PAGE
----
Package 3SEND YOUR CHILDREN’S STORIES TO KERRY. Children’s stories written after the workshop are sent to Kerry to read and a personal reply will be sent to each child to encourage them with their reading and writing.

Package 4 – A thirty-minute LIVE QUESTION AND ANSWER SESSION with Kerry via a medium such as Zoom.

Package 5 A SHORT-STORY TAILORED TO YOUR SCHOOL which the children write their own ending for. The story is a spin-off from the It’s A Kid’s Life series featuring the popular book characters as well as real life characters from your school. You will have the rights to keep this story and use it for many years for future students.

Packages can be offered on their own or as a combination. The Free Author Talk video will be included with all packages. All packages include a school discount on purchase of books which will be personally signed to the children and sent to your school.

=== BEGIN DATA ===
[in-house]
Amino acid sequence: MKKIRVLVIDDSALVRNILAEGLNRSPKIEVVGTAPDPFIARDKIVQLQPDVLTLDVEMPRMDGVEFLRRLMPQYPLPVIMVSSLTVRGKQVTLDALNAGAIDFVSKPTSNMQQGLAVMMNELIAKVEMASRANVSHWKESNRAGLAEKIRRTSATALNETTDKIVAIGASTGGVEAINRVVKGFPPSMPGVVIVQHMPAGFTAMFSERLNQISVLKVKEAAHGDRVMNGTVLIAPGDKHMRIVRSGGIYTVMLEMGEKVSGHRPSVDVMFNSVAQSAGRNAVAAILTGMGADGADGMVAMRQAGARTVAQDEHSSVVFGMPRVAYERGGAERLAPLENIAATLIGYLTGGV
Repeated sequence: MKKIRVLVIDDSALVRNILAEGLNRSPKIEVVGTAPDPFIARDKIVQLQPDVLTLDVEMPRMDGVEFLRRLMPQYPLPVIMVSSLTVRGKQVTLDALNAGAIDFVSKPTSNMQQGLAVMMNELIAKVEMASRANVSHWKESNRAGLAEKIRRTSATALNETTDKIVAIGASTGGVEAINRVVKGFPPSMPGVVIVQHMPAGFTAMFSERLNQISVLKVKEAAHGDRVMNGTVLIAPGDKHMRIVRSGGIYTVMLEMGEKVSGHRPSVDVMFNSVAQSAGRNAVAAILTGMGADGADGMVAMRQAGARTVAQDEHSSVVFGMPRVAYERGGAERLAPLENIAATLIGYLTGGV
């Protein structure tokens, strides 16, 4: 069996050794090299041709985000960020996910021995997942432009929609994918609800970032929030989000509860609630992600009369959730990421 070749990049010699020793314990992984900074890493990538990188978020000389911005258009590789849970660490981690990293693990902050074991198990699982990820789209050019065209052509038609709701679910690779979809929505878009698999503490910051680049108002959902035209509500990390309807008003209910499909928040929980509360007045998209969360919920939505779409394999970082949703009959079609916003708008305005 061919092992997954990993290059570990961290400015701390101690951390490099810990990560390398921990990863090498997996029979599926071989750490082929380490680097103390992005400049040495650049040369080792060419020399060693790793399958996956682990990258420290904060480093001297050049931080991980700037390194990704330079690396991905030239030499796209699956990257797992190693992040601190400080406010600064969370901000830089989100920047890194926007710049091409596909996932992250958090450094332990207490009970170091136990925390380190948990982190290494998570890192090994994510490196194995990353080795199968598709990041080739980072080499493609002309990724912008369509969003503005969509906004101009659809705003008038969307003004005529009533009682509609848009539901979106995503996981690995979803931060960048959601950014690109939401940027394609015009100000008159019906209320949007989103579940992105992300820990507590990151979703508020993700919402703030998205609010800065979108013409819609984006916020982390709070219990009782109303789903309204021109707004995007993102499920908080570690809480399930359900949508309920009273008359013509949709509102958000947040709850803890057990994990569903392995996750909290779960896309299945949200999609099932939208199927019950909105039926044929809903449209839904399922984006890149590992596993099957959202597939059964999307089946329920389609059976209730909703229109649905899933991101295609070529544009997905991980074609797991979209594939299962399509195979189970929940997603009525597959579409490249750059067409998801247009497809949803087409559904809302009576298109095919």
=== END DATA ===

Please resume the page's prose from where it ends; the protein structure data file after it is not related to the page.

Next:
To arrange a package to inspire your children, please email,


“The Junior School children loved the creative writing workshops delivered by Kerry Gibb! The interactive sessions gave the children the opportunity to brainstorm their ideas and get excited about starting their own stories. They loved hearing the extract from ‘It’s a Kids Life’ and many of our children are already reading one of the books for themselves. Thanks Kerry for an inspiring experience!” Camilla Coates  – Head of Junior School English and Year 6 Form Tutor – Downsend School

“We really enjoyed the online talk last week. I particularly liked the part about the importance of finding books you enjoy and that there’s no such thing as not enjoying reading. That’s something we’re really trying to teach the school this year. It was inspiring, accessible throughout the school and  it was nice and straight forward for staff.” – Rebecca Newman – English Lead – Leatherhead Trinity School